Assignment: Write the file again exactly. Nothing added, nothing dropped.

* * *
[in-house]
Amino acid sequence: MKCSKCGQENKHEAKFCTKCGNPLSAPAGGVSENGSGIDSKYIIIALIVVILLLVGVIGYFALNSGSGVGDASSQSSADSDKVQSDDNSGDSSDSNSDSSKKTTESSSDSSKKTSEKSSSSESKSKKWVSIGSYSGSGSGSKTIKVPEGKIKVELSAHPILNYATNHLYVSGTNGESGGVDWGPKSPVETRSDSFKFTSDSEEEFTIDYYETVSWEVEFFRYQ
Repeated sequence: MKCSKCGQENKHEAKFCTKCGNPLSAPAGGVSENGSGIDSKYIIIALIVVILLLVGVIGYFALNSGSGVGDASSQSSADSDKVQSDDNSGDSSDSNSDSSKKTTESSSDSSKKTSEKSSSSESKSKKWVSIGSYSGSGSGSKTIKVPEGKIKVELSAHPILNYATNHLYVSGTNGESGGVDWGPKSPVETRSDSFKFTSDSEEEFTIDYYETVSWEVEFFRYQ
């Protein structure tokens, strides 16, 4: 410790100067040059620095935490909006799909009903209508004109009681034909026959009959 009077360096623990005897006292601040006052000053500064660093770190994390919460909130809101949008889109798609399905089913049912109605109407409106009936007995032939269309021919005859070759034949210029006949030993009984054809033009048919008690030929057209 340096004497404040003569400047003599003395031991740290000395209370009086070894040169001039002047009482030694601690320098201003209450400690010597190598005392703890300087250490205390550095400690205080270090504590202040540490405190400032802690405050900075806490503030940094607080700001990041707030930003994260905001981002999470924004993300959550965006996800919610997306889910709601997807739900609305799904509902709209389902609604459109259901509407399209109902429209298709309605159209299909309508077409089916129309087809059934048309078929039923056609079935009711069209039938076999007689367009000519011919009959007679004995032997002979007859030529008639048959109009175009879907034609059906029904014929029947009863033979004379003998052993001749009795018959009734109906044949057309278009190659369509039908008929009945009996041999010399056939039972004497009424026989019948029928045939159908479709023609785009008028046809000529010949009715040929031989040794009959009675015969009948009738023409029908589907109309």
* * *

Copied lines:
[in-house]
Amino acid sequence: MKCSKCGQENKHEAKFCTKCGNPLSAPAGGVSENGSGIDSKYIIIALIVVILLLVGVIGYFALNSGSGVGDASSQSSADSDKVQSDDNSGDSSDSNSDSSKKTTESSSDSSKKTSEKSSSSESKSKKWVSIGSYSGSGSGSKTIKVPEGKIKVELSAHPILNYATNHLYVSGTNGESGGVDWGPKSPVETRSDSFKFTSDSEEEFTIDYYETVSWEVEFFRYQ
Repeated sequence: MKCSKCGQENKHEAKFCTKCGNPLSAPAGGVSENGSGIDSKYIIIALIVVILLLVGVIGYFALNSGSGVGDASSQSSADSDKVQSDDNSGDSSDSNSDSSKKTTESSSDSSKKTSEKSSSSESKSKKWVSIGSYSGSGSGSKTIKVPEGKIKVELSAHPILNYATNHLYVSGTNGESGGVDWGPKSPVETRSDSFKFTSDSEEEFTIDYYETVSWEVEFFRYQ
């Protein structure tokens, strides 16, 4: 410790100067040059620095935490909006799909009903209508004109009681034909026959009959 009077360096623990005897006292601040006052000053500064660093770190994390919460909130809101949008889109798609399905089913049912109605109407409106009936007995032939269309021919005859070759034949210029006949030993009984054809033009048919008690030929057209 340096004497404040003569400047003599003395031991740290000395209370009086070894040169001039002047009482030694601690320098201003209450400690010597190598005392703890300087250490205390550095400690205080270090504590202040540490405190400032802690405050900075806490503030940094607080700001990041707030930003994260905001981002999470924004993300959550965006996800919610997306889910709601997807739900609305799904509902709209389902609604459109259901509407399209109902429209298709309605159209299909309508077409089916129309087809059934048309078929039923056609079935009711069209039938076999007689367009000519011919009959007679004995032997002979007859030529008639048959109009175009879907034609059906029904014929029947009863033979004379003998052993001749009795018959009734109906044949057309278009190659369509039908008929009945009996041999010399056939039972004497009424026989019948029928045939159908479709023609785009008028046809000529010949009715040929031989040794009959009675015969009948009738023409029908589907109309």